Home Loan Advice & Articles

Step 2: Paying for your home renovation

Paying for a home renovation can be a challenge. Of course, the ideal situation is to be able to pay cash for your project. But if you haven’t been able to set aside money for the full cost of your renovation, there are many loan options available to help you finance your project.

1. Refinance your mortgage and take cash out
If you have equity built up in your home, you can refinance your first mortgage for more than the current balance and take cash out to pay for your home renovation. Depending on how you structure your loan, you may even be able to keep your monthly mortgage payment the same by extending the term of the loan. Cash-out refinancing may also allow you to pay a lower interest rate than with a home equity loan or line of credit. The drawback is that if you choose to extend the term of your loan, your interest costs will increase. If your home addition involves making structural changes to your home, your lender may approve your loan amount based on the estimated value of the home once the home renovation is completed.

2. Home equity loan
A home equity loan works like a conventional first mortgage and can be a good option for paying for a home renovation. Using your home to secure the loan, you borrow a lump sum that you pay off for several years. The interest rate for a home equity loan typically remains fixed, but the interest rate is generally higher than that of a first mortgage. However, your closing costs are lower than with a first mortgage. With a home equity loan, you get all of the money you are borrowing at once, which can be good if you must pay a large, upfront sum to your contractor.

3. Home equity line of credit
A home equity line of credit is another option for paying for a home renovation. This is a good option if you need to pay in stages. A home equity line of credit (HELOC) works like this: a lender approves you to borrow up to a certain amount of money. You access the money as needed through a checkbook tied to your loan account. (This can make it very easy to pay different contractors or to make your purchases at a home improvement store.) You owe interest only on what you have borrowed, and you can choose how much to pay each month. Because of this, payments on a HELOC can be lower because you can choose the interest-only payment. However, the total loan amount will come due in several years, and if you haven’t paid down your principal, you will either need to have the cash on hand to pay off the loan or you’ll need to refinance the loan. HELOCs usually have adjustable interest rates, which means you need to watch your rate carefully in a rising interest rate environment. HELOCs can be a good way to pay for smaller projects.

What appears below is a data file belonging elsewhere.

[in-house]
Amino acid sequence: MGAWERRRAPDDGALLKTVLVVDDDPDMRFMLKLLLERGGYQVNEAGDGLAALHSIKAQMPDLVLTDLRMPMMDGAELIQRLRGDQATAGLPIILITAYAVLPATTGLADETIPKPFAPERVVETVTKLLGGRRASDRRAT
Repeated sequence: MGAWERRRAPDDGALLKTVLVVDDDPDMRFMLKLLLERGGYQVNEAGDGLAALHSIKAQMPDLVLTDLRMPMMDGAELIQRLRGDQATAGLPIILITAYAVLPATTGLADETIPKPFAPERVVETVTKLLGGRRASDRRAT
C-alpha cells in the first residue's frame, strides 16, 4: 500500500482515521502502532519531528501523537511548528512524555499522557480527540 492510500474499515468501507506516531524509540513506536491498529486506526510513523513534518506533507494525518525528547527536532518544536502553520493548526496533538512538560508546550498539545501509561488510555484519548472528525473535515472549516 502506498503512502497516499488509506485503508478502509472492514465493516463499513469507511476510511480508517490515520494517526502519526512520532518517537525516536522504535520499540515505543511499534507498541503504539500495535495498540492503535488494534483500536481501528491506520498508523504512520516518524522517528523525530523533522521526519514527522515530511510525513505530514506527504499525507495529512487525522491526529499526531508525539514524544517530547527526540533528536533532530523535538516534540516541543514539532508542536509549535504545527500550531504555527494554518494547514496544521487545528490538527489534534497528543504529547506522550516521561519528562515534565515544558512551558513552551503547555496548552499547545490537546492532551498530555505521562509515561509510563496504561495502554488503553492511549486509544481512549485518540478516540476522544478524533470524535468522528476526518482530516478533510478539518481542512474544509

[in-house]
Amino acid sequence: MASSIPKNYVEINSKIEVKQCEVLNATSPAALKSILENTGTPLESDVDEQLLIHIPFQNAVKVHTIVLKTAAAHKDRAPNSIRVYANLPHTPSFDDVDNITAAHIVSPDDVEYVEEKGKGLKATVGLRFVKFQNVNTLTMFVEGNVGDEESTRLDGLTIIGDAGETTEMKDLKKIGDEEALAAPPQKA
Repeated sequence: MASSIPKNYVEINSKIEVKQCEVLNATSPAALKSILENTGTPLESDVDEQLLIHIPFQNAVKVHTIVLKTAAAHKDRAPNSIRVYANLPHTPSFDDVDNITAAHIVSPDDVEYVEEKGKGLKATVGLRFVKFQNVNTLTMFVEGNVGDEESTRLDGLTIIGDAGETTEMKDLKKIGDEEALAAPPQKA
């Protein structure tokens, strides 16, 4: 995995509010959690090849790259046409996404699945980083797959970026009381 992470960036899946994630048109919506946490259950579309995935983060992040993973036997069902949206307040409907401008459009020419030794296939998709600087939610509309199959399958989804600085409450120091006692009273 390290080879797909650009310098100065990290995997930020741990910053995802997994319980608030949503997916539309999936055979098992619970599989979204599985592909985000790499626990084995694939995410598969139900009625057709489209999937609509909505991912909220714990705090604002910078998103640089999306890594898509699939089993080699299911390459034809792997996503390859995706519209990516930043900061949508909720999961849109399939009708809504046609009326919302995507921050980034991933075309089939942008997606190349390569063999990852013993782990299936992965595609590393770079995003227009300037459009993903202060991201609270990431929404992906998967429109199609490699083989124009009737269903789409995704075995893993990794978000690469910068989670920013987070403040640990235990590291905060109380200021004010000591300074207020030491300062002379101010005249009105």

Personal loan or line of credit
If your project is small, you may consider a personal loan or line of credit. Although they typically have lower fees, these loans are not secured against your home so they usually have higher interest rates than home equity loans or lines of credit. Also, whereas the other options are usually tax deductible, a personal loan or line of credit is not.

Once you have decided which type of financing works best for you, get preapproved from a lender so you know what you can afford. And make sure that your budget is at least ten percent less than your maximum loan amount. This gives you additional money to cover any unbudgeted costs during your home renovation.

Next step: Creating your renovation budget.


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